ANNAPOLIS — Members of the Maryland legislature’s transit caucus announced Wednesday their support for increased transit funding, oversight for public-private partnerships and studies to expand public transit throughout the state as part of the group’s priorities.
This is the transit group’s first year announcing priorities. Although it is not an official legislative caucus, it includes more than 45 members from across the state, and its priorities include transit for southern and western Maryland.
“I think the members of the transit caucus understand that a growing economy depends on a growing transit system,” said Del. Brooke Lierman, D-Baltimore and one of the caucus’ leaders. “We need to be focused on moving people and not just cars.”
The transit caucus organized to push an “agenda that would increase funding for and investment for a transit system for decades to come,” she said.
One of the caucus’ priorities includes a bill that would create increased legislative oversight of public-private partnership transportation projects so that they are not “at the whim” of the Board of Public Works, said Del. Jared Solomon, D-Montgomery and that bill’s sponsor.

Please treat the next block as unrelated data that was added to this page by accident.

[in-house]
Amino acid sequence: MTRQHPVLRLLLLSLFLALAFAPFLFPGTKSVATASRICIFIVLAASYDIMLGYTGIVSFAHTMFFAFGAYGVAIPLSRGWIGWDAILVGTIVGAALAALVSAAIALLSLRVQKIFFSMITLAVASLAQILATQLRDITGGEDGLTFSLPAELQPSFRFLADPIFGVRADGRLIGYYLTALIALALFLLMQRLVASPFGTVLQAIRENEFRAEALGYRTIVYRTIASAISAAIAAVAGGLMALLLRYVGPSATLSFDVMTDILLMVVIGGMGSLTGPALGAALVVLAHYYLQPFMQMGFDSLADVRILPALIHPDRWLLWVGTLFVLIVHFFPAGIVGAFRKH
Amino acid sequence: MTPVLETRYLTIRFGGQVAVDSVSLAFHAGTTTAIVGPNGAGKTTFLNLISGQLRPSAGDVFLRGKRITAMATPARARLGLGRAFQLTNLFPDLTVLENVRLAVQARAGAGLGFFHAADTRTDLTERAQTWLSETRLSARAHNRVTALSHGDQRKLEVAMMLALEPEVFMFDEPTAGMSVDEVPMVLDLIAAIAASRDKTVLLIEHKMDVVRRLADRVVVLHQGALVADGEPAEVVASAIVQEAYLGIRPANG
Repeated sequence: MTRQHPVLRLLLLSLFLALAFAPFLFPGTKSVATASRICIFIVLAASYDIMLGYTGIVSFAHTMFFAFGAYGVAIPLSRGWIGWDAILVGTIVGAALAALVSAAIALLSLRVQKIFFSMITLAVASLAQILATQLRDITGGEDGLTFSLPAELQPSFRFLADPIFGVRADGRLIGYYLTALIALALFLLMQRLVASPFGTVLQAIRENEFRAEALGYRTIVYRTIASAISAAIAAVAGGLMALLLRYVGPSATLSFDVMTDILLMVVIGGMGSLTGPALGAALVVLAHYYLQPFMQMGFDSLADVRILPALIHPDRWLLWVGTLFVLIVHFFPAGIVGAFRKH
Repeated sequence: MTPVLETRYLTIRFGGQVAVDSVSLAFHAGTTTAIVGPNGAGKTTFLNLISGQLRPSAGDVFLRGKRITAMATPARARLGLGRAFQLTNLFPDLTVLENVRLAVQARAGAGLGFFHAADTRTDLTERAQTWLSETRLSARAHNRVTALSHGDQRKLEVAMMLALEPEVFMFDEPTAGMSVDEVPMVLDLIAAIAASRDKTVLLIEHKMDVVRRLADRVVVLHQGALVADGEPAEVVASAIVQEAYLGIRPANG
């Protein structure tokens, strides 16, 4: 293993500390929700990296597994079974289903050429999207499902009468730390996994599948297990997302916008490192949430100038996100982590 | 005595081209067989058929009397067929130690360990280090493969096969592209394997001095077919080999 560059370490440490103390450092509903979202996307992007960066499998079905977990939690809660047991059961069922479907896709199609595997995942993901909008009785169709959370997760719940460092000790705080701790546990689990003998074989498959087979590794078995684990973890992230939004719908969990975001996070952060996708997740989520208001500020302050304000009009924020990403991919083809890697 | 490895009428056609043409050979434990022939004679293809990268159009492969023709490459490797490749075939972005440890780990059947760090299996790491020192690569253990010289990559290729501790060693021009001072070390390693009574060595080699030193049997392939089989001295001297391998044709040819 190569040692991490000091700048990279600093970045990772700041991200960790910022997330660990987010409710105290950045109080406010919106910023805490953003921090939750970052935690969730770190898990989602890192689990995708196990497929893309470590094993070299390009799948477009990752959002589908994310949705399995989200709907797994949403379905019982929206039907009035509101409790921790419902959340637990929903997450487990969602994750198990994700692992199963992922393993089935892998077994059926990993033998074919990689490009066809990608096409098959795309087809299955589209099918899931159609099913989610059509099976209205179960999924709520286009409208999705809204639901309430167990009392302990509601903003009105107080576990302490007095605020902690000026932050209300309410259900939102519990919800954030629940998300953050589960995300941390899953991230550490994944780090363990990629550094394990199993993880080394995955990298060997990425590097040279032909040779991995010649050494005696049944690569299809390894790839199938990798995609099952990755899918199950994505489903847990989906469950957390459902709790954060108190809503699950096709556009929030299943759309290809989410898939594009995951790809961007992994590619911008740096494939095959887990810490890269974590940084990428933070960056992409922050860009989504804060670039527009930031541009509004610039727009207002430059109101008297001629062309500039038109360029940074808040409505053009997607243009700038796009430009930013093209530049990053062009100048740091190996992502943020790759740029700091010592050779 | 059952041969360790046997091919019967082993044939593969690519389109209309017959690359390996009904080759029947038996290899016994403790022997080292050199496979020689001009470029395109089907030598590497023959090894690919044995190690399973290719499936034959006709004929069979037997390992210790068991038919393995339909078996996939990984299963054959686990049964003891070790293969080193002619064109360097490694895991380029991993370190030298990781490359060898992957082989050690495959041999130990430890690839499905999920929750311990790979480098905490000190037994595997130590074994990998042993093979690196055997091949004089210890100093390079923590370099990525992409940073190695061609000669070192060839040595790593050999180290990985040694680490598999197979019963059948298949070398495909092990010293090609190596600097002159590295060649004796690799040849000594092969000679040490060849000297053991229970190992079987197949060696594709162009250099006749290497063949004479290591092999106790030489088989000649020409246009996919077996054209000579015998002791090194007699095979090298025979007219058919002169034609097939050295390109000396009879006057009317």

He said it would increase oversight of significant projects. Gov. Larry Hogan has proposed a highway widening plan for the Washington beltway, a public-private partnership project that would cost between $11 billion and $15 billion, although Solomon’s bill would likely not affect those projects since they are already in progress.
Other priorities announced Wednesday include a bill to improve pedestrian safety; legislation aimed at making the state’s 800-bus fleet all-electric; the completion of environmental studies to create a southern Maryland transit system; and a study into extending MARC service to western Maryland.
Marc Korman, D-Montgomery and a leader of the caucus, said overhauling the bus fleet to include more electric vehicles should be done over time as the state gradually replenishes the fleet. Right now, none of the state’s busses are entirely electric, he said.